A half-mile bike path in the City of Madison is set to be completed in 2018, at a cost of $3.6 million. Part of the expense is a $1 million bike underpass that is much costlier than DOT’s averages for similar projects. How much money could we save if we stop giving Dane County bike funding?
25) Ice Age Junction Path – $2.5 million TOTAL $500,000 LOCAL SHARE
Two miles of bike path are set to be completed in the city of Madison in 2018-19, costing $2.5 million. This project includes up to nine bridges and underpasses, which seems excessive considering the amount of bike routes already existing in the city.
26) St. Croix Crossing – $650 million TOTAL $285 million STATE PORTION
The Minnesota Department of Transportation and Wisconsin DOT collaborated to build a new bridge crossing the St. Croix river between Houlton and Stillwater, Minn. A new bridge seems necessary but over-engineering puts the project into question.
The new bridge is a state-of-the-art “extradosed” bridge, only the second of its kind built in the nation, despite low traffic counts and an existing bridge 15 minutes south. Also, the old bridge was not torn down, but remodeled and designed to be a bike/pedestrian crossing with rest areas and viewing platforms. The old bridge is now part of a 4.5 mile bike-loop which also connects around the new bridge.
Another part of the cost was a $1.7 million communication contract to hire a PR manager with the sole task of drumming up support for the bridge. Selling the taxpayer on a massively expensive bridge doesn’t come cheap. What’s more, the $650 million bridge costs more than it would to fix all of the 1,149 structurally deficient bridges in Minnesota. Priorities.
27) Wisconsin Highway 67 – $28 million
In Oconomowoc there was a large build-out of roads, a highway overpass, civilian paths, bike lanes, and much more as a result of Pabst Farms plans to build a regional outdoor shopping mall. The original plans for the mall failed, meaning there wouldn’t be any major increases in traffic, making the highway build wasteful.
28) St. Croix County Bike Path Plan – $33.2 million
First of all, Wow! $33.2 million for a bike path. Think about that for a moment. The plan includes 69 projects in this rural county. Supporters claim a head-scratching return on investment of $9 for every public dollar spent. That claim is based on a North Carolina Outer Banks case study. Makes sense. St. Croix County is, of course, exactly like North Carolina’s Outer Banks. The thinking by project promoters: Well, if it could happen there, it could happen here. Hey, it worked for Sinatra in New York, New York. The bike path plan is just that, a plan. So we didn’t add the price tag to our list of wasteful projects. But we’ve all seen this movie before. St. Croix County isn’t going to come up with the full $33.2 million. Local government officials will have their hands out, expecting state and federal taxpayers to pick up much of the tab for the bike path.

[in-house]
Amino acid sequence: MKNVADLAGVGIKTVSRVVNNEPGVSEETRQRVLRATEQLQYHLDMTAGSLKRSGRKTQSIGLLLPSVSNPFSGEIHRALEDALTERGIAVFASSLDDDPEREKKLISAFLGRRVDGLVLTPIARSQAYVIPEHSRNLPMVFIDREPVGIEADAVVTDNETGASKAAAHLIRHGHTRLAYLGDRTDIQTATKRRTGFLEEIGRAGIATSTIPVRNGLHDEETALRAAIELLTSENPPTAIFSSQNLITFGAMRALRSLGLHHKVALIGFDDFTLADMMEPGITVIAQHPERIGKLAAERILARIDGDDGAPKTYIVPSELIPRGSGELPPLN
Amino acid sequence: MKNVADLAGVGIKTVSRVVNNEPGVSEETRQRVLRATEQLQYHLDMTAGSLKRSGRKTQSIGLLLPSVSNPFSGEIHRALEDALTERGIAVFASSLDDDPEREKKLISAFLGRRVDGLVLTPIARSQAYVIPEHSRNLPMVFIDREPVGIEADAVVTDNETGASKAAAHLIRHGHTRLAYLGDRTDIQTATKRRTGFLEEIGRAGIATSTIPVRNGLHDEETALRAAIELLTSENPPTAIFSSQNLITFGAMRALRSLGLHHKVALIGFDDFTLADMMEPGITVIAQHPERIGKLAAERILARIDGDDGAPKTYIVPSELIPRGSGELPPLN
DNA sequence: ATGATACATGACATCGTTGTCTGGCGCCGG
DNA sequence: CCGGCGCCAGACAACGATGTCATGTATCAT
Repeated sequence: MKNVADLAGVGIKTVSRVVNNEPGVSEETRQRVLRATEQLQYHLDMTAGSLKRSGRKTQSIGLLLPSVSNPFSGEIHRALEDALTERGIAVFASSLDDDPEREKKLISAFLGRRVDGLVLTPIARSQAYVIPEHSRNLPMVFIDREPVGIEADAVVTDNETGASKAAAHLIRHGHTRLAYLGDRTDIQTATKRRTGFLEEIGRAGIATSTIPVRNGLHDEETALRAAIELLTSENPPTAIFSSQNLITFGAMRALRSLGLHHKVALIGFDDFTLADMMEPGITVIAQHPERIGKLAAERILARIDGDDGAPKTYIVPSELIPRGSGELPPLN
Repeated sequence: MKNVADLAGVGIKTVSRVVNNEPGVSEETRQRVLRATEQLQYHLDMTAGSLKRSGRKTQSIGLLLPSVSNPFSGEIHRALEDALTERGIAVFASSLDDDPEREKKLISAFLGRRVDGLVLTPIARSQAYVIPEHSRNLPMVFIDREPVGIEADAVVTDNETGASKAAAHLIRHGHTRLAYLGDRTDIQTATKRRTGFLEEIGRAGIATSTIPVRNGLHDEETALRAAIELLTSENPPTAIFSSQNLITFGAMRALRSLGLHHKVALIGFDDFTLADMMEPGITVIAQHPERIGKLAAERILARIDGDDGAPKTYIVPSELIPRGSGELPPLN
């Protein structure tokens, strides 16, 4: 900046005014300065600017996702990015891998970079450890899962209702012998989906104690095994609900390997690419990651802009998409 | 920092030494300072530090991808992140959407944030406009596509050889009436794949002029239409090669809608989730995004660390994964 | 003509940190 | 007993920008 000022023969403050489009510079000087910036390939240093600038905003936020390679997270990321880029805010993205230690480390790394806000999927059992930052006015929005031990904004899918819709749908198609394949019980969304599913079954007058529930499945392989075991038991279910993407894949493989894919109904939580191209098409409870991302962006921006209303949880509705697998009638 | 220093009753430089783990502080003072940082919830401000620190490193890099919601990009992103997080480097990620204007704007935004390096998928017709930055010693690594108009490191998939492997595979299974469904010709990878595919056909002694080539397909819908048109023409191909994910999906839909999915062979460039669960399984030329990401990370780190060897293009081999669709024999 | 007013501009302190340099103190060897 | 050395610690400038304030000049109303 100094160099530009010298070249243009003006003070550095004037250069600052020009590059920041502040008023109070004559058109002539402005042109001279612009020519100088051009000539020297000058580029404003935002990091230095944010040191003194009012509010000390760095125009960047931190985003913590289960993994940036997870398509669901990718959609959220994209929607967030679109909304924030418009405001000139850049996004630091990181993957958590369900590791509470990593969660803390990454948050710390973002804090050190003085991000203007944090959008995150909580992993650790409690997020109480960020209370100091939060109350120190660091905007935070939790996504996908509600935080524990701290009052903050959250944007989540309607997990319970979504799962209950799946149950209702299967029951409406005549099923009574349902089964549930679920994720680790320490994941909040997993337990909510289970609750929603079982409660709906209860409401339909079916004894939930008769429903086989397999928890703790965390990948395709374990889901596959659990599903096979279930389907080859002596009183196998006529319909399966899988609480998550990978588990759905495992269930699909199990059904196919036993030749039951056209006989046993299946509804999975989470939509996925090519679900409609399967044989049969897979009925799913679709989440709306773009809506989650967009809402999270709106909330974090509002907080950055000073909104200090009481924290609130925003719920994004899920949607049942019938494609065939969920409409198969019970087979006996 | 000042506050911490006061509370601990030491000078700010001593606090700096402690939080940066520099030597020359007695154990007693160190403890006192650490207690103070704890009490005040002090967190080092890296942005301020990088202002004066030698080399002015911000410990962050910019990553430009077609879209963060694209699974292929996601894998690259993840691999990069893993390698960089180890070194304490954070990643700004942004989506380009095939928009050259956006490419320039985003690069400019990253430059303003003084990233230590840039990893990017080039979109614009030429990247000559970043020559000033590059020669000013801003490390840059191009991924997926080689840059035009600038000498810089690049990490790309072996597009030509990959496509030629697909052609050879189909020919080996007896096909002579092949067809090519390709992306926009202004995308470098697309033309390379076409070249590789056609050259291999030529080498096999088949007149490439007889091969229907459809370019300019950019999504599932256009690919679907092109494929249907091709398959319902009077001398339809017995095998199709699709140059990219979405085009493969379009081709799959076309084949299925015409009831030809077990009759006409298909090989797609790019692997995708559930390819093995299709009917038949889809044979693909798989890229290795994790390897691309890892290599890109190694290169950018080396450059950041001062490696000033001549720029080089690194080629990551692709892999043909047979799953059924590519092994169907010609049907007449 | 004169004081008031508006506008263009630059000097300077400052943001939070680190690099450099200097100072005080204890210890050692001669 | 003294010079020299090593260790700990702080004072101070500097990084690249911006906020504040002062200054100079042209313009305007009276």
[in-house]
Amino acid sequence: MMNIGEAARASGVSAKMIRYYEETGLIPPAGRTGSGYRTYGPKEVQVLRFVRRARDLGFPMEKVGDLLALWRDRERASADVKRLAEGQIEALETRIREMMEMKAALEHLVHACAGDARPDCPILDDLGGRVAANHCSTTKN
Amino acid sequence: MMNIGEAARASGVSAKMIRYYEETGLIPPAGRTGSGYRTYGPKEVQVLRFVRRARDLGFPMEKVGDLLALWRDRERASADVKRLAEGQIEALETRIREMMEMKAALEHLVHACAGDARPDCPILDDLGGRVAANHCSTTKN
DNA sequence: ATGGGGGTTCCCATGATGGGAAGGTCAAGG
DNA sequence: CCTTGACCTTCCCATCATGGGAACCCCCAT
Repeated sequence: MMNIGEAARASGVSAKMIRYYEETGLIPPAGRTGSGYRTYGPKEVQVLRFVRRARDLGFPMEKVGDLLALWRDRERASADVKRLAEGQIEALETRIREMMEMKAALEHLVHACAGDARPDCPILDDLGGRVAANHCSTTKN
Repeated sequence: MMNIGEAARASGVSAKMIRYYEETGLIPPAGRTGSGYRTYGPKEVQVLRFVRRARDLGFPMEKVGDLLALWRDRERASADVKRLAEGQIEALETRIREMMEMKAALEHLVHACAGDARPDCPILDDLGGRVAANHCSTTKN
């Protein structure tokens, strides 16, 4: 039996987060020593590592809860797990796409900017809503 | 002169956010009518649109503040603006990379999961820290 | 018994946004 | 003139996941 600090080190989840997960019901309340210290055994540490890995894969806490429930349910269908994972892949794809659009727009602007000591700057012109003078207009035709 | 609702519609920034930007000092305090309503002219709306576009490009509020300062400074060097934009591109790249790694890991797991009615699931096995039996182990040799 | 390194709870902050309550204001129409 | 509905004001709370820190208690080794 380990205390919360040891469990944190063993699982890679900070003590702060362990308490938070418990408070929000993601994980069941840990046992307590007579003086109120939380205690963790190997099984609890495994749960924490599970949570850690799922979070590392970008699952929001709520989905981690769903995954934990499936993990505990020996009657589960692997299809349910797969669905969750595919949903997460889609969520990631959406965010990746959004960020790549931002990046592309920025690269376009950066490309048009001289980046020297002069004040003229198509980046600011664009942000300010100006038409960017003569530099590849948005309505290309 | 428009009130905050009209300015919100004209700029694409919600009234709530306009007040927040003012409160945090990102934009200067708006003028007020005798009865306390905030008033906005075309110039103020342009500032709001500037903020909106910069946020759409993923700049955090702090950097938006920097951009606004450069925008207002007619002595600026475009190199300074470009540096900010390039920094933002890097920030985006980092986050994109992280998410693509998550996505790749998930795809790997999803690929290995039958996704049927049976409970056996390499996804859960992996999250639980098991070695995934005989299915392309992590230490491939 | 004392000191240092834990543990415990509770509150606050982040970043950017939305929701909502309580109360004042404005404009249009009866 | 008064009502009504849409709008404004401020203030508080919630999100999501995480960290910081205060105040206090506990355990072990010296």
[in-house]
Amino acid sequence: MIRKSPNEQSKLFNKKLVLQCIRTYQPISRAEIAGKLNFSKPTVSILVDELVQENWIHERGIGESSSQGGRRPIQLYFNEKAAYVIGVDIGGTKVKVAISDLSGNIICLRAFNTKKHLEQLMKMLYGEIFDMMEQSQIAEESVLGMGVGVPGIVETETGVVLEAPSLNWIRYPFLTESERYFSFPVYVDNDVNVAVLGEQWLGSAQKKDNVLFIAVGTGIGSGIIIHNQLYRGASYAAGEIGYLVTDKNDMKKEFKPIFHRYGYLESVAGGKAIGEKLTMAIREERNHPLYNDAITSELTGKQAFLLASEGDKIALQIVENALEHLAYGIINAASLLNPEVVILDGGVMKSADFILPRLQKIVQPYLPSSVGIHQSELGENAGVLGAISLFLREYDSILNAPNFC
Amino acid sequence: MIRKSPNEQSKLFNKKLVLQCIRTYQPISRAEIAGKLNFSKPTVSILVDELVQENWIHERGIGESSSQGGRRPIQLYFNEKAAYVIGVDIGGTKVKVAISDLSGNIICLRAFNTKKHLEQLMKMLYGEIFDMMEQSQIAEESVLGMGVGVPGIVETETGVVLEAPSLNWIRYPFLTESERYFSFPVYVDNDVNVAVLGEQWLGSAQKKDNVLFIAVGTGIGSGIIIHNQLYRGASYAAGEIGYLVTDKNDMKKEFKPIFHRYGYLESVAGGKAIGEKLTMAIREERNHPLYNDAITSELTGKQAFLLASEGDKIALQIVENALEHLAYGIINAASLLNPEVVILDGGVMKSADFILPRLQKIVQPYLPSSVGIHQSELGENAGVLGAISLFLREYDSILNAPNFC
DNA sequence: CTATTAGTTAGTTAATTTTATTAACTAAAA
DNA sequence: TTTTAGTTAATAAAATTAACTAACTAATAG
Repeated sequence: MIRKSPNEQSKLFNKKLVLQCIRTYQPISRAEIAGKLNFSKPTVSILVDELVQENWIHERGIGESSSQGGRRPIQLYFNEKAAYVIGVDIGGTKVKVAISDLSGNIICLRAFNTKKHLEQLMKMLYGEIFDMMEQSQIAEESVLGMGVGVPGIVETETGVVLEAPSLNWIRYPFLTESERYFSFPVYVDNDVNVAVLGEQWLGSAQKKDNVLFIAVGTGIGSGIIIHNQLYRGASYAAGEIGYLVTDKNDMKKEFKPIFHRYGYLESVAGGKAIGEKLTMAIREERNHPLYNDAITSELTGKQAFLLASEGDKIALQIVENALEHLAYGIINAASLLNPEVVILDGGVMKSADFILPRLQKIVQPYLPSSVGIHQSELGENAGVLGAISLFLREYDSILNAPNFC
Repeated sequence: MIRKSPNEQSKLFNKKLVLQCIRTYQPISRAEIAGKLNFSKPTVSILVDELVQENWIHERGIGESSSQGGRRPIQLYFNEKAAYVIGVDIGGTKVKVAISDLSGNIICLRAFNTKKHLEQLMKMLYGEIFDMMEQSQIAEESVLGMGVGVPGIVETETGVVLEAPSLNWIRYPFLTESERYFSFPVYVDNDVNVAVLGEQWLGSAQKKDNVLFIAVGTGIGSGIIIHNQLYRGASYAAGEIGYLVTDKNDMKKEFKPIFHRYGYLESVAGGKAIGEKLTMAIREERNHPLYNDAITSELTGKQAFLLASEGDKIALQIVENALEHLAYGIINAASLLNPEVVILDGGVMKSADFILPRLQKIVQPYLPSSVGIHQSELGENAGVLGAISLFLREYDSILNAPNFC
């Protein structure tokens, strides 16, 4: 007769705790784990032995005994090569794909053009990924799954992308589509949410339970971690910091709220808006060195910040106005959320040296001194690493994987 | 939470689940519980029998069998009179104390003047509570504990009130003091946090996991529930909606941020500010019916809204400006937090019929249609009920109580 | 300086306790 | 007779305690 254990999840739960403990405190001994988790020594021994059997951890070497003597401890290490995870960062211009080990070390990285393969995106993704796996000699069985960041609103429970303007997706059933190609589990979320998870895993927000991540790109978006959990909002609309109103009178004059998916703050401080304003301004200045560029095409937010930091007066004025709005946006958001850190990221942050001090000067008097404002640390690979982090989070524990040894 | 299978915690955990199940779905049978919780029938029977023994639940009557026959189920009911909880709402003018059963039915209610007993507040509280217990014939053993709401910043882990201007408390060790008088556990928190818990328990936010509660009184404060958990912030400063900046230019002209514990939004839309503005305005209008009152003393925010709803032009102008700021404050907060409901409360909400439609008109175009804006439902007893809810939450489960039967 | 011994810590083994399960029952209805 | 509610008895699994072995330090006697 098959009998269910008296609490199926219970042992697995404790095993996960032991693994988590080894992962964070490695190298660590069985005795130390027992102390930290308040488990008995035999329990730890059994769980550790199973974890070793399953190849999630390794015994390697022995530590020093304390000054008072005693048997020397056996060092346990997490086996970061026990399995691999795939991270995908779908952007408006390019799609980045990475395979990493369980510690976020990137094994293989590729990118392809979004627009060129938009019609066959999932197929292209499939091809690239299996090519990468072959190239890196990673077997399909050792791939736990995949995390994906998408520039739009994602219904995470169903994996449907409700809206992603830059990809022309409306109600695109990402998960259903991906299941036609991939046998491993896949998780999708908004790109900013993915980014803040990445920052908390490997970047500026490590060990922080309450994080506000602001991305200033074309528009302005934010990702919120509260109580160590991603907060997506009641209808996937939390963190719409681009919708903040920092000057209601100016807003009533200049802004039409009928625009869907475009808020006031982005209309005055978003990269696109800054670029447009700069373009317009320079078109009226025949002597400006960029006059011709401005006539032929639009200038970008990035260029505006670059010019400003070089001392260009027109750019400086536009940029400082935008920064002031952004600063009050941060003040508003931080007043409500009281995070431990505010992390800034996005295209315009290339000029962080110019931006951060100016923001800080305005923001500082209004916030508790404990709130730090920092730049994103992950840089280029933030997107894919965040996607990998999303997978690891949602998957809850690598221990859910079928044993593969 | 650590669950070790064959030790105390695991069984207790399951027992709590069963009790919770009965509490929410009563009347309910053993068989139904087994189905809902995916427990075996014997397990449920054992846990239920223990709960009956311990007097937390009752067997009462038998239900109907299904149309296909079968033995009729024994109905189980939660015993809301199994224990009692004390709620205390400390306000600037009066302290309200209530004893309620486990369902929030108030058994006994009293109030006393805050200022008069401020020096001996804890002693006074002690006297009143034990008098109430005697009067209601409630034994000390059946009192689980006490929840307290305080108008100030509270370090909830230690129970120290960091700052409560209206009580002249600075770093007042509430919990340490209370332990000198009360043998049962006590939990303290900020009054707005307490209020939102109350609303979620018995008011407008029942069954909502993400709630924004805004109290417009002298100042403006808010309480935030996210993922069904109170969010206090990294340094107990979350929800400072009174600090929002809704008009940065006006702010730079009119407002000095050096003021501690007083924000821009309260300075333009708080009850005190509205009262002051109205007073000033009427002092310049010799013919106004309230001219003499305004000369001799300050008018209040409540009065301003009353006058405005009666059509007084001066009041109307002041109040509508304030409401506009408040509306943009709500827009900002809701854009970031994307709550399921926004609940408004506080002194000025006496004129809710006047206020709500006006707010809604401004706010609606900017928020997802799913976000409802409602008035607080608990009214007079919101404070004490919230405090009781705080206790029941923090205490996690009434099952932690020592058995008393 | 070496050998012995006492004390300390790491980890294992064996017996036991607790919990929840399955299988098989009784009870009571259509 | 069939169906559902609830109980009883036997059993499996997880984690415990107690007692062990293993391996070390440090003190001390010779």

29) Hidden Valley Bridge – $360,000
The Hidden Valley Bridge was built in Sylvan, a hamlet with a population of 543 people. Over one-third of construction costs went toward design and supervision.
30) Lake Butte Des Morts – $54 million
This bridge boasts an extravagant design, including nine bridge structures and aesthetic earth, fire, and water murals on the columns. The build also includes pedestrian, bike, and fishing accommodations. Why spend money on murals that only the fish can see? Sound fishy?
31) Janesville Road – $1,913,739
Two identical segments of Janesville Road in Muskego were recently reconstructed, one using federal dollars and the other using solely local transportation dollars. The mile-long segment completed with local dollars cost $6,280,000, while the mile-long segment completed with federal dollars cost $8,193,739. There’s a wrong turn in here somewhere. This $1,913,739 difference shows how federal regulation of road projects drives up costs. A bill originally proposed by Sen. Duey Stroebel and Rep. Rob Brooks, both Republicans from Saukville, would “swap” a portion of federal funds within transportation programs with existing state transportation dollars, removing “burdensome, expensive and ineffectual federal regulations.